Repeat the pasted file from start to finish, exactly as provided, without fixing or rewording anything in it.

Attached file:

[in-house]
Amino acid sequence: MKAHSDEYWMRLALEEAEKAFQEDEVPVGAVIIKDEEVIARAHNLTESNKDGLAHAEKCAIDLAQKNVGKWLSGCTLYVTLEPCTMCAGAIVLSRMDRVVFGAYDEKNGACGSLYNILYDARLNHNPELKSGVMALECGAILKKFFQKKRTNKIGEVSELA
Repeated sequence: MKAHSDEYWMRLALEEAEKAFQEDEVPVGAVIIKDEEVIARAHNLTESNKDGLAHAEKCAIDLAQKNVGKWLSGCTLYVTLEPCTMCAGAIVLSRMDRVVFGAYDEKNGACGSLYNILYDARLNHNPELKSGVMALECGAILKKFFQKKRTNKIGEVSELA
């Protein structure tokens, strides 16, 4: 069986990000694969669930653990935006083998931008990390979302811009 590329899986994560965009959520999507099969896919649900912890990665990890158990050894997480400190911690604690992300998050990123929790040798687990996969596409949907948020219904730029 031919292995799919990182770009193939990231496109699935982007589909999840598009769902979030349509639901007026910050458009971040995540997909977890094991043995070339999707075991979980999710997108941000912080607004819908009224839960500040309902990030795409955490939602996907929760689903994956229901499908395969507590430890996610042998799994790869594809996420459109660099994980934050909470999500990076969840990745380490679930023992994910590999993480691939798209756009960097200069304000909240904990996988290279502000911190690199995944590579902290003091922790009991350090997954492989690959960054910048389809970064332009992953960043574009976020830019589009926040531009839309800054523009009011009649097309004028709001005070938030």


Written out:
[in-house]
Amino acid sequence: MKAHSDEYWMRLALEEAEKAFQEDEVPVGAVIIKDEEVIARAHNLTESNKDGLAHAEKCAIDLAQKNVGKWLSGCTLYVTLEPCTMCAGAIVLSRMDRVVFGAYDEKNGACGSLYNILYDARLNHNPELKSGVMALECGAILKKFFQKKRTNKIGEVSELA
Repeated sequence: MKAHSDEYWMRLALEEAEKAFQEDEVPVGAVIIKDEEVIARAHNLTESNKDGLAHAEKCAIDLAQKNVGKWLSGCTLYVTLEPCTMCAGAIVLSRMDRVVFGAYDEKNGACGSLYNILYDARLNHNPELKSGVMALECGAILKKFFQKKRTNKIGEVSELA
């Protein structure tokens, strides 16, 4: 069986990000694969669930653990935006083998931008990390979302811009 590329899986994560965009959520999507099969896919649900912890990665990890158990050894997480400190911690604690992300998050990123929790040798687990996969596409949907948020219904730029 031919292995799919990182770009193939990231496109699935982007589909999840598009769902979030349509639901007026910050458009971040995540997909977890094991043995070339999707075991979980999710997108941000912080607004819908009224839960500040309902990030795409955490939602996907929760689903994956229901499908395969507590430890996610042998799994790869594809996420459109660099994980934050909470999500990076969840990745380490679930023992994910590999993480691939798209756009960097200069304000909240904990996988290279502000911190690199995944590579902290003091922790009991350090997954492989690959960054910048389809970064332009992953960043574009976020830019589009926040531009839309800054523009009011009649097309004028709001005070938030």